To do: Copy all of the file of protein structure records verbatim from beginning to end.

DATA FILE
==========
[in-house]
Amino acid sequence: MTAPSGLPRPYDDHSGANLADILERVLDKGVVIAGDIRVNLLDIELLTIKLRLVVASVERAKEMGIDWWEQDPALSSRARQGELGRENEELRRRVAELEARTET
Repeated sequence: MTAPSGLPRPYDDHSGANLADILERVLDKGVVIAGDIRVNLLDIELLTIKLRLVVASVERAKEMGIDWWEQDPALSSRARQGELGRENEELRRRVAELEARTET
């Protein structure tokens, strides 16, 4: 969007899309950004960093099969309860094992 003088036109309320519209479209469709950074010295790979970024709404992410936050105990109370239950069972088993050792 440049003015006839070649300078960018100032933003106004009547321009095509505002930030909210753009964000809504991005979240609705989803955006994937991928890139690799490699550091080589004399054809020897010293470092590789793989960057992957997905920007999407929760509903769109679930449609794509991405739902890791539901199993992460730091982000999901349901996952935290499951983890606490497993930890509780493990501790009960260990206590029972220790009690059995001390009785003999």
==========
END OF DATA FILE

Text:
[in-house]
Amino acid sequence: MTAPSGLPRPYDDHSGANLADILERVLDKGVVIAGDIRVNLLDIELLTIKLRLVVASVERAKEMGIDWWEQDPALSSRARQGELGRENEELRRRVAELEARTET
Repeated sequence: MTAPSGLPRPYDDHSGANLADILERVLDKGVVIAGDIRVNLLDIELLTIKLRLVVASVERAKEMGIDWWEQDPALSSRARQGELGRENEELRRRVAELEARTET
């Protein structure tokens, strides 16, 4: 969007899309950004960093099969309860094992 003088036109309320519209479209469709950074010295790979970024709404992410936050105990109370239950069972088993050792 440049003015006839070649300078960018100032933003106004009547321009095509505002930030909210753009964000809504991005979240609705989803955006994937991928890139690799490699550091080589004399054809020897010293470092590789793989960057992957997905920007999407929760509903769109679930449609794509991405739902890791539901199993992460730091982000999901349901996952935290499951983890606490497993930890509780493990501790009960260990206590029972220790009690059995001390009785003999």